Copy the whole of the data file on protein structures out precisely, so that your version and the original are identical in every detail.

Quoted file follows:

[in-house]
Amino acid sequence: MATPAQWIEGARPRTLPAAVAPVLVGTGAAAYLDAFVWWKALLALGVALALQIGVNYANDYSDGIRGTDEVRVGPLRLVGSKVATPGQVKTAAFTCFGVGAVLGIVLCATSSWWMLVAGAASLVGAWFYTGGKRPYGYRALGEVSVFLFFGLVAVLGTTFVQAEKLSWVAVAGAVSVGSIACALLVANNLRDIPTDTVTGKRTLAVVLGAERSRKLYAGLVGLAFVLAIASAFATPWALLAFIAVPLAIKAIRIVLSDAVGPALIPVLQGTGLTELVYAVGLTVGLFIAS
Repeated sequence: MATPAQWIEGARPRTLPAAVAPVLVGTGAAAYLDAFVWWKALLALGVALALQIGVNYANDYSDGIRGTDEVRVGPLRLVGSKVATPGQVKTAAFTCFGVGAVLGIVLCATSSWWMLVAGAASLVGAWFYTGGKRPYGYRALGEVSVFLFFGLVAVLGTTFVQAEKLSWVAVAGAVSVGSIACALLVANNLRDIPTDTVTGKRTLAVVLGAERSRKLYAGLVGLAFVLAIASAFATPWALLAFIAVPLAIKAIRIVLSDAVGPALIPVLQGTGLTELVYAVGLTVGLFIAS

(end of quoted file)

[in-house]
Amino acid sequence: MATPAQWIEGARPRTLPAAVAPVLVGTGAAAYLDAFVWWKALLALGVALALQIGVNYANDYSDGIRGTDEVRVGPLRLVGSKVATPGQVKTAAFTCFGVGAVLGIVLCATSSWWMLVAGAASLVGAWFYTGGKRPYGYRALGEVSVFLFFGLVAVLGTTFVQAEKLSWVAVAGAVSVGSIACALLVANNLRDIPTDTVTGKRTLAVVLGAERSRKLYAGLVGLAFVLAIASAFATPWALLAFIAVPLAIKAIRIVLSDAVGPALIPVLQGTGLTELVYAVGLTVGLFIAS
Repeated sequence: MATPAQWIEGARPRTLPAAVAPVLVGTGAAAYLDAFVWWKALLALGVALALQIGVNYANDYSDGIRGTDEVRVGPLRLVGSKVATPGQVKTAAFTCFGVGAVLGIVLCATSSWWMLVAGAASLVGAWFYTGGKRPYGYRALGEVSVFLFFGLVAVLGTTFVQAEKLSWVAVAGAVSVGSIACALLVANNLRDIPTDTVTGKRTLAVVLGAERSRKLYAGLVGLAFVLAIASAFATPWALLAFIAVPLAIKAIRIVLSDAVGPALIPVLQGTGLTELVYAVGLTVGLFIAS